Writer/director/actor Bobby Miller burst onto the scene with his short film TUB, which was an official selection in 2010 of both Sundance and SXSW. The short's synopsis is self-explanatory: "Paul jerked off in the shower. Paul just impregnated his bath tub." If that description makes you think, "Okay but that should really be a feature-length story," you aren't the only one. Following the success of his short, Bobby began developing it into a feature.

The Master Cleanse premiered at SXSW 2016, six years following TUB. It's a spiritual successor to the short, but not specifically an adaptation; Bobby reaches into the same bag of trips for practical creature effects, with some of the same story beats and structure, while also transitioning into a more serious tone, befitting a feature-length narrative.

No Film School spoke with Miller via email about the six-year story of how he got The Master Cleanse made. But first, watch the short:

No Film School: The Master Cleanse has a lot in common with your short from 2010, TUB. Did you know you wanted to make a feature out of TUB going into it? What was the development process like in turning it into a feature?

Bobby Miller: So, TUB came first. The idea for that came in 2006. I tried for years to get grant money from film school to make it, but that wasn’t in the cards. So, I took out a student loan to pay for it in 2009.  Around 2009ish, I got the idea for The Master Cleanse, and by the time TUB was on the festival circuit in 2010, I had a first draft [of the feature]. I moved to LA (from New York) and got a manager and took a lot of general meetings. I want to say for a year or two. Everyone liked TUB and the new script, but it was apparently too weird for everyone (go figure).

"I found having a pitch packet and visuals to be tremendously helpful, especially if it’s your first feature."

Cut to: depression. I wrote another script during that time, but this movie kept haunting me and luckily I eventually met Jordan Horowitz. He was the first producer to get behind the movie.  We worked on the script for a bit and when we were both happy with it, [we] started getting it out to agencies for actors to read. Meanwhile, I was reaching out to artists to start generating creature designs. I knew once we got the green light, we wouldn’t have time to develop that stuff. Johnny Galecki got on board first and we decided to shoot a test film with him and his creature. There was a certain emotionality underneath the humor and weirdness of the film and we felt like we needed a sample to show what the heck we were talking about. I found having a pitch packet and visuals like that to be tremendously helpful, especially if it’s your first feature.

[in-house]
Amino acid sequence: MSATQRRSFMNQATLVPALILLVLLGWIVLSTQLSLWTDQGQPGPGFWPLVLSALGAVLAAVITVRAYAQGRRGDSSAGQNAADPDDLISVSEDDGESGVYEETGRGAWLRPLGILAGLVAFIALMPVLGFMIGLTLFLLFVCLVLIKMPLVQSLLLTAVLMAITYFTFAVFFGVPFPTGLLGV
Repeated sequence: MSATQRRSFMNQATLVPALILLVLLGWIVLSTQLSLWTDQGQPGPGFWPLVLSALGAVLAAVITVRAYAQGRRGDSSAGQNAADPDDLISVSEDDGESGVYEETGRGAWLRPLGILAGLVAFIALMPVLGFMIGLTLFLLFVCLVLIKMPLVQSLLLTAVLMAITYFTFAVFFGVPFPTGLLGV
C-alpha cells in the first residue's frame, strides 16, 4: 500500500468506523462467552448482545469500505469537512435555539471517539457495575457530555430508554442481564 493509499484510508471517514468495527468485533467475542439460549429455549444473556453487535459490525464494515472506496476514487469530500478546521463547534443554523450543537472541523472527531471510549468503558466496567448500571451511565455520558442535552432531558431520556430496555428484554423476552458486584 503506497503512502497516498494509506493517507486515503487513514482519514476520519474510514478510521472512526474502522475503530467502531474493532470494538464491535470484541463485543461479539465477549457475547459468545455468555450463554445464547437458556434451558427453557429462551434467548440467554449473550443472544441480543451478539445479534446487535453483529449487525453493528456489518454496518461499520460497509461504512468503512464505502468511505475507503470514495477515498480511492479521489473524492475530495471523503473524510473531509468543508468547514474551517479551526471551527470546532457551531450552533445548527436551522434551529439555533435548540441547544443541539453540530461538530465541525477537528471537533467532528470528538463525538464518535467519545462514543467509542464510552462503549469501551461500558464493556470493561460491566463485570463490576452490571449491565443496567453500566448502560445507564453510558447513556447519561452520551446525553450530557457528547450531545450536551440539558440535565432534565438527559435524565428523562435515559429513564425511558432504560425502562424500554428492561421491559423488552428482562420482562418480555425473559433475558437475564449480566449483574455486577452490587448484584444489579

NFS: What was the process of approaching name actors like Anjelica Huston and Oliver Platt? Did you always intend to "cast up" the supporting roles?

Miller: Well, luckily the process got easier once Johnny was on board. He really [was] integral to the whole film being made. After that, it was just a matter of getting the script and the scene in front of actors. I found more often that not, they at least wanted to meet the guy who wrote it. You know, just to see if I was a mutant or something.

"It was really important to me that the effects felt seamless; that you didn’t know where the practical effects ended and the CGI began."

NFS: How much of the creature effects are practical versus CGI?

Miller: Most of it is practical. The CGI effects are really a form of “sweetening” and making the creatures feel less like dead-eyed puppets. For example, making their eyes follow other characters, blinks, subtle nuances in the faces, lip twitches. It was really important to me that the effects felt seamless, that you didn’t know where the practical effects ended and the CGI began.

NFS: What was the biggest obstacle you faced in making this film, and how did you overcome it?

Miller: The biggest obstacle is time. With TUB, it was my own money (A.K.A. mounting student loan debt), so I had control over things. With The Master Cleanse, there was a hard reality to things. Every day you’re presented with things that derail your plans and you have to think creatively [about] how to pull things off with the resources you have.


NFS: What camera did you use? Why did you choose it?

MillerWe used the Arri Alexa. I always thought it offered up the best “out of the box” footage. Very film-like. I find other cameras need time in color to get right and I knew we wouldn’t have the budget or time for that.

NFS: What advice would you have for other filmmakers?

Miller: Keep your head down and do the work. Meaning: getting a film made can be a really long hard journey that’s frustrating and depressing and everything else. But every time I got a setback I just came back [to] the script and worked on it some more. I figured I would turn this “luxury” of time into a positive. At least, that’s what I was telling myself.

NFS: Being at SXSW, what do you think works for networking at a festival with others in the industry? Any do's and don’ts?

Miller: I’m the worst person to take advice from on this one. I’m terrible at networking. I don’t like “selling myself” in a conversation. It just feels gross, so I usually downplay everything. I find festival-going to be integral in finding like-minded filmmakers, but finding people who have money to make your next thing... I don’t really know how to do that. In fact, if anyone reading this has money, I have a new script for you.

For more, see our complete coverage of the 2016 SXSW Film Festival. Listen to our podcasts from SXSW (or subscribe in iTunes):


No Film School's coverage of the 2016 SXSW Film Festival is sponsored by SongFreedom.